Check Back Soon: Oil Market Volatility

By: Chris Amstutz

Many analysts in the energy industry try to make a living by attempting to forecast the next big macro shift in oil prices. The truth of the matter is that nobody can fully anticipate movements in oil prices, not in this geopolitical environment, not with Trump as our President. Just when an analyst thinks they have completed the puzzle, the global market influences scramble and add in more pieces. OPEC decisions, sanctions on Iran, and Permian oilfield growth are a few topics worth discussing for current events but even these influencers change daily. If you need more proof as to the fallibility of a predictive analyst, just know that we are coming up on the 10th anniversary of the “Peak Oil” scare. Many analysts predicted that by 2018 global oil production would be drastically cut to 50 million barrels/day, but instead we have increased global production by nearly 15% to 100 million barrels/day.  So where is oil going next, and how will energy prices be affected!? We won’t guess, but today we will start a multi-part blog series, briefly introducing the topics that keep oil market analysts on their toes.

Iran Deal Termination:

On May 8th President Trump announced that the US would be ending its’ involvement in the Iran deal, and reinstating the “heaviest” of economic sanctions on the nation. These sanctions will impact nearly every industry in Iran and will hit in August 2018. Since the Iran deal began in 2016, Iran has been able to increase their oil production from 2.9 to 3.8 million barrels per day (EIA). Almost half of this production growth is now expected to be lost. As a result of the news, WTI Crude prices pushed over the $70 mark.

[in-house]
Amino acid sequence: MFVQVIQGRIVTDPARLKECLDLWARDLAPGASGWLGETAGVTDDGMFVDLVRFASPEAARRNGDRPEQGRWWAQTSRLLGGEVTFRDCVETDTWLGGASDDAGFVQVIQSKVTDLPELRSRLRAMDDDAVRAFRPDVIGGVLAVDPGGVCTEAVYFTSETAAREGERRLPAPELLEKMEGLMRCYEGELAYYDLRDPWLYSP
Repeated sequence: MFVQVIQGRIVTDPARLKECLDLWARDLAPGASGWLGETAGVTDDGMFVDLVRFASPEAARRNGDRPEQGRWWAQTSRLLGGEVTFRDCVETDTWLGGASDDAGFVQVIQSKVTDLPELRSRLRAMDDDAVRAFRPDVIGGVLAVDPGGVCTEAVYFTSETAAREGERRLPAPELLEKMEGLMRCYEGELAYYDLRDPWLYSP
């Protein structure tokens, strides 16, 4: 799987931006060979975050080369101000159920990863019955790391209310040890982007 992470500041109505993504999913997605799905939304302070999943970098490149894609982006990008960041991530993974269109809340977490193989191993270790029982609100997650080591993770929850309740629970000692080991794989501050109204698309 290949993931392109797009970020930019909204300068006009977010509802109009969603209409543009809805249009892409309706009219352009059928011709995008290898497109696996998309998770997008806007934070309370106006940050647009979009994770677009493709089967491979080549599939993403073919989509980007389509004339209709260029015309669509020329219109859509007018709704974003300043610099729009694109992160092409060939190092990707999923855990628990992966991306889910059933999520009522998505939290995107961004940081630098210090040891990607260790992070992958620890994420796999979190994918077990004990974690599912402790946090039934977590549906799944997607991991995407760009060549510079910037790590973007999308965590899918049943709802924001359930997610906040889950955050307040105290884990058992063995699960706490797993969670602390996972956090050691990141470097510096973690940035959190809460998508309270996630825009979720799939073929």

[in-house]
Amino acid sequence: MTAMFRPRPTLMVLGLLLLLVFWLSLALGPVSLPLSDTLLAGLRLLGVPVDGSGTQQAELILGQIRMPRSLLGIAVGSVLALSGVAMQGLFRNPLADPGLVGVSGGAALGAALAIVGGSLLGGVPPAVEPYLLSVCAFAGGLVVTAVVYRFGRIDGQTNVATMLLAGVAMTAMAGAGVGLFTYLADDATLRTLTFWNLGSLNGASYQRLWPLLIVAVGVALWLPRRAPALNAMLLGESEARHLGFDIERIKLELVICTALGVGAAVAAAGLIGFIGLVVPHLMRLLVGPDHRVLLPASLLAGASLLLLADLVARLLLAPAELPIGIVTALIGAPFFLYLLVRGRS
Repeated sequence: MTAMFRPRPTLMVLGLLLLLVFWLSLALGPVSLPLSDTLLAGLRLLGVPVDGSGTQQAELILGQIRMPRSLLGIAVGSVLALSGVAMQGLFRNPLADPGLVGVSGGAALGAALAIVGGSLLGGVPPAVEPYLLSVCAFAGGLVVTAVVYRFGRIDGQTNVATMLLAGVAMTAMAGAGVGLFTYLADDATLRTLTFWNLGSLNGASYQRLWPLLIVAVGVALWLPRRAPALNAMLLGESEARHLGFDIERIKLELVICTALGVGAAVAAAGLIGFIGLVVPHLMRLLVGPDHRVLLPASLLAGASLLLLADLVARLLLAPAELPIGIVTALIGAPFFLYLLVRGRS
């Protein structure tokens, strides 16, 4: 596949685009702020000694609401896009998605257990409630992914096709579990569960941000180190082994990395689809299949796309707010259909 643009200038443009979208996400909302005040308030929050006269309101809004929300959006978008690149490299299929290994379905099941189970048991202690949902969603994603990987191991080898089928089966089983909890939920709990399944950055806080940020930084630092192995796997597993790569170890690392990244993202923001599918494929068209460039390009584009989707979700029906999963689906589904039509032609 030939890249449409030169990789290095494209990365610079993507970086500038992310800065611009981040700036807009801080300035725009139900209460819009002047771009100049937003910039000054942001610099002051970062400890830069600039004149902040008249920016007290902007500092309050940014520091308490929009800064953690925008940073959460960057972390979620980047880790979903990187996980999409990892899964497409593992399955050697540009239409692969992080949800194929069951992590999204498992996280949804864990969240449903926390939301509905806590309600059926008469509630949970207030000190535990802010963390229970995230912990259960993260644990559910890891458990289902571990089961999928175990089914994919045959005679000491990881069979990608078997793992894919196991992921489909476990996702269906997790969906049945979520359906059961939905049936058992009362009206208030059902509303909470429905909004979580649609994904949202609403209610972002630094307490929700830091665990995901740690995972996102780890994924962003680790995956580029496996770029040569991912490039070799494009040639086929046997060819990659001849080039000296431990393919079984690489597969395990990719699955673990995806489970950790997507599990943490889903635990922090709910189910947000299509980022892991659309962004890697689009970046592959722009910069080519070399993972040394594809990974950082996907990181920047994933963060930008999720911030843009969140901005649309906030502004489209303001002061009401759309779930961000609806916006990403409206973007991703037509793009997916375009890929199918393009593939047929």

OPEC Production Re-evaluation:

Since December 2017, OPEC has succeeded in lowering their collective production output. Consensus was that OPEC was re-balancing the market to reach a desired $70/bbl price. With the news on Iran, mixed with continued collapse in Venezuelan production, we are likely to see a shift in policy. This expectation has likely allowed Oil prices to come back down off their recent highs. OPEC cannot risk losing market share to growing American producers and this will likely put a lid on prices in the short run.

 American Production Growth:

We have seen huge growth from American oil producers in the last several months. The increasing price of oil is likely the cause, and confirms the market share fears that OPEC has with American fracking producers. We have seen the EIA’s estimates for 2018 production climb to 10.722 MMb/d,a 1.37 MMb/d increase over 2017. The projections for 2019 are even more impressive at 11.58 MMb/d. It is important to note that these are only projections and are certainly susceptible to a different puzzle of micro/macro influences, such as pipeline constraints from the Permian basin. If forecasts are proven true, this production growth should help offset any bullish news that arises from other influencers.

After touching on a few of these current events, you can see the complexity in the oil market puzzle. It is all too easy to remain on the fence when trying to decipher the outcome in commodity markets. Luckily, retroactively criticizing the bold “Peak Oil” predictors is only what we do for fun at Choice Energy Services! Our analysts often write about and discuss where they believe oil, natural gas and electricity market prices are heading. These opinions are based in facts and data that can be seen in our market intelligence reports. Whether you are looking for detailed analysis like the Bulls and Bears report, or whether you simply enjoy mediocre, political cartoon-oriented blog pieces, Choice Energy Services has you covered on the latest oil market fundamentals. Check back soon for the next news worthy installment of our Oil market blog series.